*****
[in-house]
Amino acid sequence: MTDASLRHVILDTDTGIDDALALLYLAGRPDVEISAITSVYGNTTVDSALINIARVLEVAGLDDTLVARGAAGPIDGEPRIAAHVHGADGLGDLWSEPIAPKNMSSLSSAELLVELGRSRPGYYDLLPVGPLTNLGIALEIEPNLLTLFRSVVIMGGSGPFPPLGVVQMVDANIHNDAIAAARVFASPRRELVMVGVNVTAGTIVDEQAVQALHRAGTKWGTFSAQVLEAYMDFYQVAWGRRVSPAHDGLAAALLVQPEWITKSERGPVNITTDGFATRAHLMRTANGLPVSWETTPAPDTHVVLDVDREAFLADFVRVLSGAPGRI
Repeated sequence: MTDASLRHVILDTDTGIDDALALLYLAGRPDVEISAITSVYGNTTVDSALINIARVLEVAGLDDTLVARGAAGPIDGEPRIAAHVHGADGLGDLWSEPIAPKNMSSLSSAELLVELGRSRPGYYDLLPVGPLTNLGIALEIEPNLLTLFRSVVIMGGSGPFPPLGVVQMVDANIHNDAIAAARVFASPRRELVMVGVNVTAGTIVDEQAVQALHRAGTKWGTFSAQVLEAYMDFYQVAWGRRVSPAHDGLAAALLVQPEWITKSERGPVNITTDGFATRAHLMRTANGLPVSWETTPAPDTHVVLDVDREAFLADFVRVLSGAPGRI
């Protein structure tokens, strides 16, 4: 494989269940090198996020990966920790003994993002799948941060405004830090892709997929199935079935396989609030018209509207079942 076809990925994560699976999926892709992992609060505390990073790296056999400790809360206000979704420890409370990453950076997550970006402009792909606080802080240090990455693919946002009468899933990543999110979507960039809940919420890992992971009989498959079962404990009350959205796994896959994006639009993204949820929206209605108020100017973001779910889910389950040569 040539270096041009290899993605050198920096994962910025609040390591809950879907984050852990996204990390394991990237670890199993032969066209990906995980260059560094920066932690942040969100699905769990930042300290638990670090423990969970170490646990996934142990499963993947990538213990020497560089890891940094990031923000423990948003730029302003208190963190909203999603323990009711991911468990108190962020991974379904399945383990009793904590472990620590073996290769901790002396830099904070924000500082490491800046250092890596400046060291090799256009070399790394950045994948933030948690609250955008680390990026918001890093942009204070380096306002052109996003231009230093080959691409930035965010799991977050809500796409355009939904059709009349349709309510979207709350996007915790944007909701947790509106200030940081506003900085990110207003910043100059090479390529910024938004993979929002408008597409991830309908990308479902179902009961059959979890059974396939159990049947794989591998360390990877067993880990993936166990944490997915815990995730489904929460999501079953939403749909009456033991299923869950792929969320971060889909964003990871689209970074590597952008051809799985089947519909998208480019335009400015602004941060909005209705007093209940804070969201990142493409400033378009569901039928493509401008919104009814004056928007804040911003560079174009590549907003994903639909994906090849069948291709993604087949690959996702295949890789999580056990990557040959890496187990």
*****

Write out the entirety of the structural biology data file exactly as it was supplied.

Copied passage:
[in-house]
Amino acid sequence: MTDASLRHVILDTDTGIDDALALLYLAGRPDVEISAITSVYGNTTVDSALINIARVLEVAGLDDTLVARGAAGPIDGEPRIAAHVHGADGLGDLWSEPIAPKNMSSLSSAELLVELGRSRPGYYDLLPVGPLTNLGIALEIEPNLLTLFRSVVIMGGSGPFPPLGVVQMVDANIHNDAIAAARVFASPRRELVMVGVNVTAGTIVDEQAVQALHRAGTKWGTFSAQVLEAYMDFYQVAWGRRVSPAHDGLAAALLVQPEWITKSERGPVNITTDGFATRAHLMRTANGLPVSWETTPAPDTHVVLDVDREAFLADFVRVLSGAPGRI
Repeated sequence: MTDASLRHVILDTDTGIDDALALLYLAGRPDVEISAITSVYGNTTVDSALINIARVLEVAGLDDTLVARGAAGPIDGEPRIAAHVHGADGLGDLWSEPIAPKNMSSLSSAELLVELGRSRPGYYDLLPVGPLTNLGIALEIEPNLLTLFRSVVIMGGSGPFPPLGVVQMVDANIHNDAIAAARVFASPRRELVMVGVNVTAGTIVDEQAVQALHRAGTKWGTFSAQVLEAYMDFYQVAWGRRVSPAHDGLAAALLVQPEWITKSERGPVNITTDGFATRAHLMRTANGLPVSWETTPAPDTHVVLDVDREAFLADFVRVLSGAPGRI
């Protein structure tokens, strides 16, 4: 494989269940090198996020990966920790003994993002799948941060405004830090892709997929199935079935396989609030018209509207079942 076809990925994560699976999926892709992992609060505390990073790296056999400790809360206000979704420890409370990453950076997550970006402009792909606080802080240090990455693919946002009468899933990543999110979507960039809940919420890992992971009989498959079962404990009350959205796994896959994006639009993204949820929206209605108020100017973001779910889910389950040569 040539270096041009290899993605050198920096994962910025609040390591809950879907984050852990996204990390394991990237670890199993032969066209990906995980260059560094920066932690942040969100699905769990930042300290638990670090423990969970170490646990996934142990499963993947990538213990020497560089890891940094990031923000423990948003730029302003208190963190909203999603323990009711991911468990108190962020991974379904399945383990009793904590472990620590073996290769901790002396830099904070924000500082490491800046250092890596400046060291090799256009070399790394950045994948933030948690609250955008680390990026918001890093942009204070380096306002052109996003231009230093080959691409930035965010799991977050809500796409355009939904059709009349349709309510979207709350996007915790944007909701947790509106200030940081506003900085990110207003910043100059090479390529910024938004993979929002408008597409991830309908990308479902179902009961059959979890059974396939159990049947794989591998360390990877067993880990993936166990944490997915815990995730489904929460999501079953939403749909009456033991299923869950792929969320971060889909964003990871689209970074590597952008051809799985089947519909998208480019335009400015602004941060909005209705007093209940804070969201990142493409400033378009569901039928493509401008919104009814004056928007804040911003560079174009590549907003994903639909994906090849069948291709993604087949690959996702295949890789999580056990990557040959890496187990």